What do high Gini coefficients and diabetes, regressive taxation and cardiovascular disease, and low minimum wages and respiratory ailments have to do with each other? More than most people—even physicians and economists—may think.
It’s not news that economic inequality in the United States has sharply increased during the last 30 years. It’s also not news that super-sized soft drinks, the easy availability of assault weapons, and the lack of health insurance for 49 million people are tragically cutting many American lives short.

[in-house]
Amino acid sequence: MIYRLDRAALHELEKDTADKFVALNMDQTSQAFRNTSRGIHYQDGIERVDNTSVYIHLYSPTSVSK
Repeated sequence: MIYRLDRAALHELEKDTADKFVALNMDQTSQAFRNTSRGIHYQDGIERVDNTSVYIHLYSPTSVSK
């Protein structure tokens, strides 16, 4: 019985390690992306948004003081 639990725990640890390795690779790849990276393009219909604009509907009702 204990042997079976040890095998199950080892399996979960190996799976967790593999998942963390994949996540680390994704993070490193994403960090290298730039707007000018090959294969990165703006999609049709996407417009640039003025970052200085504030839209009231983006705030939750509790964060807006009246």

What could be big news is that inequality in the United States may be a factor contributing to Americans’ poorer health, especially compared to Western Europeans, Japanese, Canadians, and Australians. According to a massive new report by the National Research Council and the Institute of Medicine, “U.S. Health in International Perspective: Shorter Lives, Poorer Health,” the United States ranks dead last among 17 rich countries in life expectancy and at or near the bottom in nine key health indicators, ranging from infant mortality, obesity, and heart disease to homicides, chronic lung diseases, and sexually transmitted diseases (STDs).
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